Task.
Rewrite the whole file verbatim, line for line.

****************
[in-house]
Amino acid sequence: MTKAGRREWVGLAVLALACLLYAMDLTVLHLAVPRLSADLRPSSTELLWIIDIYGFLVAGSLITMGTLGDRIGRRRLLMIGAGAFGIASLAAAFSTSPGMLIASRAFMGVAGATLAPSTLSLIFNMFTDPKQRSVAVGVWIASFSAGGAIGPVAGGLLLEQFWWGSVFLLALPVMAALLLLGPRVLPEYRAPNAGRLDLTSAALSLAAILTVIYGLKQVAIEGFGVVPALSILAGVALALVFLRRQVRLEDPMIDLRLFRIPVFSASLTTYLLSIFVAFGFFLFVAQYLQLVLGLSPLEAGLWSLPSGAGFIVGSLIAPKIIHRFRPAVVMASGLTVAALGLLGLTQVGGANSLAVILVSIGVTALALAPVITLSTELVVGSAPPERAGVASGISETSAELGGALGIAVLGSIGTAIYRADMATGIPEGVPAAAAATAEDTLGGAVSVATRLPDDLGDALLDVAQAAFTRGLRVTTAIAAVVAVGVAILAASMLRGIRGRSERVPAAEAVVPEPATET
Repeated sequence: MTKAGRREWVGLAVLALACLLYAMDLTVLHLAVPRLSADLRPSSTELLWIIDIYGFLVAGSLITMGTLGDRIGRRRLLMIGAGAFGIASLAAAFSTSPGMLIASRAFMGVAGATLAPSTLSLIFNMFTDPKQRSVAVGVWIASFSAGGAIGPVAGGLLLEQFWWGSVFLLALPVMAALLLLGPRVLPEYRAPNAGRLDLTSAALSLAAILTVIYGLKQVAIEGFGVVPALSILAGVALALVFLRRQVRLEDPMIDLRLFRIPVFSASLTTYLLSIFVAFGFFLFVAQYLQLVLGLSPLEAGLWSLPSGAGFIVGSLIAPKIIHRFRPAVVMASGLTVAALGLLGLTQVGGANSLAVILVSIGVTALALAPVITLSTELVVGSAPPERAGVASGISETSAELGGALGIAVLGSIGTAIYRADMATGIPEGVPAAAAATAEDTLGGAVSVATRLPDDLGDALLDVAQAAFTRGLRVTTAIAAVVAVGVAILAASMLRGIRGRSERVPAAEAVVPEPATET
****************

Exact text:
[in-house]
Amino acid sequence: MTKAGRREWVGLAVLALACLLYAMDLTVLHLAVPRLSADLRPSSTELLWIIDIYGFLVAGSLITMGTLGDRIGRRRLLMIGAGAFGIASLAAAFSTSPGMLIASRAFMGVAGATLAPSTLSLIFNMFTDPKQRSVAVGVWIASFSAGGAIGPVAGGLLLEQFWWGSVFLLALPVMAALLLLGPRVLPEYRAPNAGRLDLTSAALSLAAILTVIYGLKQVAIEGFGVVPALSILAGVALALVFLRRQVRLEDPMIDLRLFRIPVFSASLTTYLLSIFVAFGFFLFVAQYLQLVLGLSPLEAGLWSLPSGAGFIVGSLIAPKIIHRFRPAVVMASGLTVAALGLLGLTQVGGANSLAVILVSIGVTALALAPVITLSTELVVGSAPPERAGVASGISETSAELGGALGIAVLGSIGTAIYRADMATGIPEGVPAAAAATAEDTLGGAVSVATRLPDDLGDALLDVAQAAFTRGLRVTTAIAAVVAVGVAILAASMLRGIRGRSERVPAAEAVVPEPATET
Repeated sequence: MTKAGRREWVGLAVLALACLLYAMDLTVLHLAVPRLSADLRPSSTELLWIIDIYGFLVAGSLITMGTLGDRIGRRRLLMIGAGAFGIASLAAAFSTSPGMLIASRAFMGVAGATLAPSTLSLIFNMFTDPKQRSVAVGVWIASFSAGGAIGPVAGGLLLEQFWWGSVFLLALPVMAALLLLGPRVLPEYRAPNAGRLDLTSAALSLAAILTVIYGLKQVAIEGFGVVPALSILAGVALALVFLRRQVRLEDPMIDLRLFRIPVFSASLTTYLLSIFVAFGFFLFVAQYLQLVLGLSPLEAGLWSLPSGAGFIVGSLIAPKIIHRFRPAVVMASGLTVAALGLLGLTQVGGANSLAVILVSIGVTALALAPVITLSTELVVGSAPPERAGVASGISETSAELGGALGIAVLGSIGTAIYRADMATGIPEGVPAAAAATAEDTLGGAVSVATRLPDDLGDALLDVAQAAFTRGLRVTTAIAAVVAVGVAILAASMLRGIRGRSERVPAAEAVVPEPATET